"The Sound and the Fury"

The novel's title comes from the famous ‘Tomorrow and tomorrow and tomorrow’ soliloquy in Shakespeare’s Macbeth.  Learning that his wife is dead and faced with the dawning realization that his doom is imminent, Macbeth delivers the lines: 


Life's but a walking shadow, a poor player
That struts and frets his hour upon the stage
And then is heard no more: it is a tale
Told by an idiot, full of sound and fury,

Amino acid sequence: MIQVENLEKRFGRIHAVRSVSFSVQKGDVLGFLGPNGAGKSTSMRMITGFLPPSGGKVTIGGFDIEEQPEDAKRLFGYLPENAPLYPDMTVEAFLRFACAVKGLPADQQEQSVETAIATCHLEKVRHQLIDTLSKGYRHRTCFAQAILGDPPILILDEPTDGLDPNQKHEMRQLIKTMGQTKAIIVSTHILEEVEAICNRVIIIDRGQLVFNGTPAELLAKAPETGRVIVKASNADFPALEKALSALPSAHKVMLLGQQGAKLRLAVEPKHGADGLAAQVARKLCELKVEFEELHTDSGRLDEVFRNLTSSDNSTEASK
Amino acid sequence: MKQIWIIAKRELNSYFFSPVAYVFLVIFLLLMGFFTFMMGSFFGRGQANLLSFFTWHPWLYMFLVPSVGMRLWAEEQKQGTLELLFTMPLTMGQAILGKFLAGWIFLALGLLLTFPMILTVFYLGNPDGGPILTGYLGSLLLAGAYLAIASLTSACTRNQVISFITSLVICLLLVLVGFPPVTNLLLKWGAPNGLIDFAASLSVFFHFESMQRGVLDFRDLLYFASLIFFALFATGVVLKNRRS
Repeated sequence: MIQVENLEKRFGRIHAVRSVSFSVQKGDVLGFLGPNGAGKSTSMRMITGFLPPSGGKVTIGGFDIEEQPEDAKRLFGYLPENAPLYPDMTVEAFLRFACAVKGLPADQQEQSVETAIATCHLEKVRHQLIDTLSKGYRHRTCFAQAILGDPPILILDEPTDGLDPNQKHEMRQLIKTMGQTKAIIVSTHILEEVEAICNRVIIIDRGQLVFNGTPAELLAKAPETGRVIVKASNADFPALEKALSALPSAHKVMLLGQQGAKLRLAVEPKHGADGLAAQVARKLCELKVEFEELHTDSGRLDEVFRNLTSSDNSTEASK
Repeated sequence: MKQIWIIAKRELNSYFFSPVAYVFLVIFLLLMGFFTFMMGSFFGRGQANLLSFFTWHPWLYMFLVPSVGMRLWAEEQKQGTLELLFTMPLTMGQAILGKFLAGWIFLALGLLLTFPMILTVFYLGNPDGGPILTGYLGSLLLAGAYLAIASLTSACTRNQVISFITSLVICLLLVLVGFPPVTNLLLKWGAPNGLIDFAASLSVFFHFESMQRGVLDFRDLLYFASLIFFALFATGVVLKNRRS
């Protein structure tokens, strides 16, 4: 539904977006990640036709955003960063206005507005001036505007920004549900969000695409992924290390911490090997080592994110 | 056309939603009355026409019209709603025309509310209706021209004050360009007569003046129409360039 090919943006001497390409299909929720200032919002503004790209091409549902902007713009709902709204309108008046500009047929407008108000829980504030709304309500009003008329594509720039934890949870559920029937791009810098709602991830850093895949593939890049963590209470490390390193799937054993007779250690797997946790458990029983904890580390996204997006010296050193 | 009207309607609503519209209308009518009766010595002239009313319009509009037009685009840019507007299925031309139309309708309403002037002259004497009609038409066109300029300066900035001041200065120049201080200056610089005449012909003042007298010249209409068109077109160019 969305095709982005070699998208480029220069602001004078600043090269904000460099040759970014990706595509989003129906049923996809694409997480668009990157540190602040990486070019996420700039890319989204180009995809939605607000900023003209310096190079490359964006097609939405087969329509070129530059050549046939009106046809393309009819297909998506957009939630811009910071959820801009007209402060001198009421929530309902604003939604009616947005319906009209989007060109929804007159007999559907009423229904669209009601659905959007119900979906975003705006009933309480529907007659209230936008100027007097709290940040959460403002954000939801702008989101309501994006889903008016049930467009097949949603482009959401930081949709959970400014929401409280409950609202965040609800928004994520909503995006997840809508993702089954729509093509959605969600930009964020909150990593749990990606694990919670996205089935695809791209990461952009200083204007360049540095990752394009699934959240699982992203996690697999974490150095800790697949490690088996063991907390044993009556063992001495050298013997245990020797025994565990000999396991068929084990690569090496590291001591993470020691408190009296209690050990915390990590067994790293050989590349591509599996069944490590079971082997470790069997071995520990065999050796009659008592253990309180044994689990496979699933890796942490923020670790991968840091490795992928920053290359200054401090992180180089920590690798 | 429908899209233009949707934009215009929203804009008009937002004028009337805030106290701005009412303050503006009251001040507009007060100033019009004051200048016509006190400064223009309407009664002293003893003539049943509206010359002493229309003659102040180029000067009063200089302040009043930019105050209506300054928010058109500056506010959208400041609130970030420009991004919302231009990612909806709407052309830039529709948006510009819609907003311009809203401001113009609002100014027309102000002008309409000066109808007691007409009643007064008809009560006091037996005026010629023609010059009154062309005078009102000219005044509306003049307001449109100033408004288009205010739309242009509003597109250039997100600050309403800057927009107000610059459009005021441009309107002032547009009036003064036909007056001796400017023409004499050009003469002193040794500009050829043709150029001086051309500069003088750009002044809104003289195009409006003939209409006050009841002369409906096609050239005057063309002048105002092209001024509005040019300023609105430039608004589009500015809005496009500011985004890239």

Signifying nothing.

Act V: Scene 5


On first encounter, this reference seems most pertinent to Benjy’s narrative. With a mental age of three, ‘idiot’ is the diagnosis he would have received from the medical establishment of the time. On a broader level, with its conviction that life is a pattern of anguish — and that this pain, for all its intensity, yet fails to imbue human existence with any lasting importance — the quotation resonates with all the novel’s characters.